Pitt Wins NEH Grant to Digitize Silent Film Sheet Music

James Cassaro in a blue shirt

The Theodore M. Finney Music Library at the University of Pittsburgh has been awarded a $145,897 grant by the National Endowment for the Humanities (NEH), under its Humanities Collections and Reference Resources program. The funding will help the library finish processing and digitizing the Mirskey Collection, an archive of sheet music for silent film accompaniment.

James Cassaro (pictured), professor of music and head of the Theodore M. Finney Music Library, is the principal investigator for this project.

The Mirskey collection is named after  Polish composer Nek Mirskey, who collected this music for his Polonia Orchestra, which was the house orchestra for the Metropolitan Theatre in Washington, D.C., from 1916 until Mirskey’s death in 1927. This music has been used by silent film scholars to reconstruct scores for various films. Among them are Gillian Anderson’s restoration of the score to “Rosita”—an Ernst Lubitsch film that opened the 2017 Venice Film Festival—as well as the score to “Forbidden Paradise,” another Lubitsch film. Currently, Anderson is using the collection to restore the score to “Way Down East,” a D.W. Griffith film, starring Lillian Gish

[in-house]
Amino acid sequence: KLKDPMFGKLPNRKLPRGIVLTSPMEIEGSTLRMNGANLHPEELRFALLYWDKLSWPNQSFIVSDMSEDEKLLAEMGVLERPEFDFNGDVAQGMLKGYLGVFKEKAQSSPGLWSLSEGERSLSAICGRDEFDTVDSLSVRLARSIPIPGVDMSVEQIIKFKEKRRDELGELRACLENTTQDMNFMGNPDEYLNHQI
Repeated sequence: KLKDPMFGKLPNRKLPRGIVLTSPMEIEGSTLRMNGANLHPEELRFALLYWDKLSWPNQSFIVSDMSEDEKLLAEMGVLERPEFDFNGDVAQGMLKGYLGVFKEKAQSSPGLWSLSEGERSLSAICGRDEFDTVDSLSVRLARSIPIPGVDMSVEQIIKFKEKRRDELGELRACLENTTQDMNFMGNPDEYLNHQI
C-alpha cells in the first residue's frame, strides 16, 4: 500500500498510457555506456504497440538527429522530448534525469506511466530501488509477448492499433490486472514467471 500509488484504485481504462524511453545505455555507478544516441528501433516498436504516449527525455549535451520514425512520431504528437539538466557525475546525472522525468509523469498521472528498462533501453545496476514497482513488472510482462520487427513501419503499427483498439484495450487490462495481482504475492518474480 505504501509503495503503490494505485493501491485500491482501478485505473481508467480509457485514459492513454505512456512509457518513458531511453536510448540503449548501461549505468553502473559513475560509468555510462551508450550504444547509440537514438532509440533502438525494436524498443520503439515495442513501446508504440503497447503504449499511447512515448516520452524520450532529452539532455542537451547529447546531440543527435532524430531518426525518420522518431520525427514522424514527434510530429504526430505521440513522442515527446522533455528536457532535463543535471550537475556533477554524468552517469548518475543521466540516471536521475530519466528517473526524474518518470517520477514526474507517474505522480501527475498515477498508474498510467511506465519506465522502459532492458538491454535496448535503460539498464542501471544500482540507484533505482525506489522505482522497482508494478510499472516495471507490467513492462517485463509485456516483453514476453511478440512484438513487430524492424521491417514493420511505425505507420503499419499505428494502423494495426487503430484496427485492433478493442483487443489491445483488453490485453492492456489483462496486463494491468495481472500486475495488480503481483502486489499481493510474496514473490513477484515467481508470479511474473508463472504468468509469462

The collection comprises approximately 3,000 sets of photoplay music, or music published specifically for cinema orchestra, with each set averaging fifteen instrumental parts, for a total of 45,000 pages to be digitized and made available globally and open access via a dedicated website on the University of Pittsburgh Library System’s Digital Research Library.

As of right now, approximately 87 percent of the collection is cataloged, with full level records appearing in PittCat and OCLC WorldCat. The funds from the two-year grant will not only cover the digitization costs, but also the cataloguing of the collection and creation of a dedicated website.